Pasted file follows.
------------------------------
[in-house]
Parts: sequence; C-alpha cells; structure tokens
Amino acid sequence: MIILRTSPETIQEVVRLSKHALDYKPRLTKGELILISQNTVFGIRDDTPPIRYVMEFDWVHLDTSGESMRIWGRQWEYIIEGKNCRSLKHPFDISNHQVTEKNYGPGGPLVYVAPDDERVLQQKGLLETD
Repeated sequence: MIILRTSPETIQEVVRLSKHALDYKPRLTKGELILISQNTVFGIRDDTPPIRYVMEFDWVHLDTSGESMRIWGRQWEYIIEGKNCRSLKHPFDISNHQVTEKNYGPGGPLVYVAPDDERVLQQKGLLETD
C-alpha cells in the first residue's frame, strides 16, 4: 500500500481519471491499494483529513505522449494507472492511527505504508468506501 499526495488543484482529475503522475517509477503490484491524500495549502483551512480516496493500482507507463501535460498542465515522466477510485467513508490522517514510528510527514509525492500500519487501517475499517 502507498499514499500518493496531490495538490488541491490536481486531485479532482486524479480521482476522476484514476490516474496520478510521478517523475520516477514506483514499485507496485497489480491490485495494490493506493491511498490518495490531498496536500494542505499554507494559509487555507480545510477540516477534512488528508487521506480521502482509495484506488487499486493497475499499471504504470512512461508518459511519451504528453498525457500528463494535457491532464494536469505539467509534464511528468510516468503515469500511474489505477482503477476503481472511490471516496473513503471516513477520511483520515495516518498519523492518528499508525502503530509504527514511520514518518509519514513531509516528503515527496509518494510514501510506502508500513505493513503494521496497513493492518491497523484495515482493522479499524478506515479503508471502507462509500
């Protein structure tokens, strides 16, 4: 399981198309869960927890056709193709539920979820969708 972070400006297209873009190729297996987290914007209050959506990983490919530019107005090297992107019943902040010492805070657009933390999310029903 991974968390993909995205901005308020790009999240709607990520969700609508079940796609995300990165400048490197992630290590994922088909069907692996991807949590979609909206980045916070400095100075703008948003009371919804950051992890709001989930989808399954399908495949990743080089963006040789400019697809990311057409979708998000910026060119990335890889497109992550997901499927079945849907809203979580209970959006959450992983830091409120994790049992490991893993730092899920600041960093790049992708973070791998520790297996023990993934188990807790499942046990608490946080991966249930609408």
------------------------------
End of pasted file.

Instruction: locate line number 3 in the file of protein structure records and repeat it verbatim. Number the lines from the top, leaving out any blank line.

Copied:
Amino acid sequence: MIILRTSPETIQEVVRLSKHALDYKPRLTKGELILISQNTVFGIRDDTPPIRYVMEFDWVHLDTSGESMRIWGRQWEYIIEGKNCRSLKHPFDISNHQVTEKNYGPGGPLVYVAPDDERVLQQKGLLETD